February 2000

ISM Phase II: Divisions do their own thing to ensure safety message is heard in the workplace

To most of us who do work at ORNL, it’s been business as usual. During January and February, however, ORNL has been in the midst of a readiness review for the Integrated Safety Management Phase II verification.

To demonstrate that it’s ready for the verification, the tenets of and idea behind ISM should be well-known, understood and practiced throughout the Laboratory.

In the meantime, “business as usual” at ORNL should mean that we’re all working safely together. Don’t expect any parades or parties to kick off the Phase II verification. That’s not what ISM is about, says ISM Program Manager Dennie Parzyck.

“Integrated Safety Management is an ongoing process,” Parzyck says. “It’s not something where you meet a deadline and say, ‘That’s it, well done.’ It’s really an effort that will continue whenever work is performed.”

DOE plans to verify the degree to which ISM is being implemented by Lab employees during March. Leading up to that, all of the Lab directorates are performing their own self-assessments.

ORNL divisions, armed with an assessment plan and their own devices to suit their own organizations, have been actively sampling the staff throughout the divisions to see how well the ISM creed has sunk in.

In the Plant and Equipment Division, every work group has had a visit from a labor-management group. Three Atomic Trades and Labor Council health and safety representatives—Jeff Hill, David Barncord and Jim Blankenship of the Office of Safety and Health Protection, and three supervisors—Tom Underwood, Cecil Gilliam and Richard Bowman—visited no less than 46 crews.

“We asked five questions to find out P&E Division’s current status in integrated safety management,” says Hill. “The findings were from one extreme to the other. Some knew the five core functions while others were in the infancy stages of implementing ISM.”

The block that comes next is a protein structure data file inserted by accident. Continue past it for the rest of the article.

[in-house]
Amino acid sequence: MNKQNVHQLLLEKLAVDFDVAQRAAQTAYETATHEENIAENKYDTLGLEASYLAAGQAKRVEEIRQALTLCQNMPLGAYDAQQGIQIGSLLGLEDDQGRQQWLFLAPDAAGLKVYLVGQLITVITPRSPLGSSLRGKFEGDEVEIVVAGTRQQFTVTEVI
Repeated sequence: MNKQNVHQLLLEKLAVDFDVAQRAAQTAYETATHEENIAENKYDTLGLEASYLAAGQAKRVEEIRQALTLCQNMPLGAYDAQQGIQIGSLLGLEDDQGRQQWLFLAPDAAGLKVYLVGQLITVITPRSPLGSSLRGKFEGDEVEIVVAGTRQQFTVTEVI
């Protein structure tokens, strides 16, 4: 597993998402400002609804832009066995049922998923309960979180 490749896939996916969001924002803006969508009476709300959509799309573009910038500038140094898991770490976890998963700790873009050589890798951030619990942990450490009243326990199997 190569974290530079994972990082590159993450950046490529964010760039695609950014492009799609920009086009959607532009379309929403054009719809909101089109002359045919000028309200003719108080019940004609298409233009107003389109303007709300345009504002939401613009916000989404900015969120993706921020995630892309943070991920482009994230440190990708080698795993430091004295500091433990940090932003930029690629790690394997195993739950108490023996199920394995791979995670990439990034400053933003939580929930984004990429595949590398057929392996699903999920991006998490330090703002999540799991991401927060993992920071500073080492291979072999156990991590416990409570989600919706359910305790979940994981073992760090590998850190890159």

Those questions were
1. How many of you have heard of ISM?
2. How many know of the five core functions?
3. Could you recite them?
4. How important is ISMS to ORNL: Very, important, or a waste of time?
5. Are you involved in identifying hazards on the job?

“With that information, the division has some pretty good insight on where to put resources toward implementation,” Hill says.

Carol Scott, the ES&H, operations, and maintenance group leader for the Robotics and Process Systems Division, took a similar approach in that research division.

“We took the five ISMS core functions and tailored them to our division work and to the specific groups of employees. Representatives from every section and group within the division were asked to participate.

“There actually were positive results of group self-assessment meetings beyond getting the answers to the questions. This format not only gave us very honest answers to the questions, but also led to valuable feedback as interviewee comments and input led to discussion of other issues. It was a learning experience for us all.”

For the sake of reference, the five core functions of ISM are

Scott says that since the meetings, various individuals have contacted her with additional suggestions for improvements and offers to help improve RPSD’s ISM program.

“In RPSD, everyone knows everyone else in this facility, including those assigned here from other organizations,” Scott says. “So, we take safety issues seriously not only for our own sake but also for the ‘other guy.’ If some- one does get hurt, it is someone we know.”

In a nutshell, that’s what makes ISM important. That injured worker may be someone you know.—B.C.


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